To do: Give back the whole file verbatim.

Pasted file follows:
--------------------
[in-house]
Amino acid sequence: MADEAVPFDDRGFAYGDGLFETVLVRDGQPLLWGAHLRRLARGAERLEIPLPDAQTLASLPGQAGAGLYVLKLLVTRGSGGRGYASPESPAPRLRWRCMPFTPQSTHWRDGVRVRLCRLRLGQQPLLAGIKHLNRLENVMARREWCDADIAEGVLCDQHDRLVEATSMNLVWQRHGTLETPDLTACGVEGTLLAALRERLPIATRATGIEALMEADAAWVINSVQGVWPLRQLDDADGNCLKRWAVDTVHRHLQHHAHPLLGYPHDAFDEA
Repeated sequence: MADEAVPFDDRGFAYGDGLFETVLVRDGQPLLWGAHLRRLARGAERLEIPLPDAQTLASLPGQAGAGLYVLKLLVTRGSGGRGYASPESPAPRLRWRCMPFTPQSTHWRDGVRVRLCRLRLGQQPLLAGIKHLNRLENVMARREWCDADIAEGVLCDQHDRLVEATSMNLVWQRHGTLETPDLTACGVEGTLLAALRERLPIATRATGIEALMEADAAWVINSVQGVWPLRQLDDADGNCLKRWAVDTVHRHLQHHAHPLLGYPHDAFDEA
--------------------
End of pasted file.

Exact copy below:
[in-house]
Amino acid sequence: MADEAVPFDDRGFAYGDGLFETVLVRDGQPLLWGAHLRRLARGAERLEIPLPDAQTLASLPGQAGAGLYVLKLLVTRGSGGRGYASPESPAPRLRWRCMPFTPQSTHWRDGVRVRLCRLRLGQQPLLAGIKHLNRLENVMARREWCDADIAEGVLCDQHDRLVEATSMNLVWQRHGTLETPDLTACGVEGTLLAALRERLPIATRATGIEALMEADAAWVINSVQGVWPLRQLDDADGNCLKRWAVDTVHRHLQHHAHPLLGYPHDAFDEA
Repeated sequence: MADEAVPFDDRGFAYGDGLFETVLVRDGQPLLWGAHLRRLARGAERLEIPLPDAQTLASLPGQAGAGLYVLKLLVTRGSGGRGYASPESPAPRLRWRCMPFTPQSTHWRDGVRVRLCRLRLGQQPLLAGIKHLNRLENVMARREWCDADIAEGVLCDQHDRLVEATSMNLVWQRHGTLETPDLTACGVEGTLLAALRERLPIATRATGIEALMEADAAWVINSVQGVWPLRQLDDADGNCLKRWAVDTVHRHLQHHAHPLLGYPHDAFDEA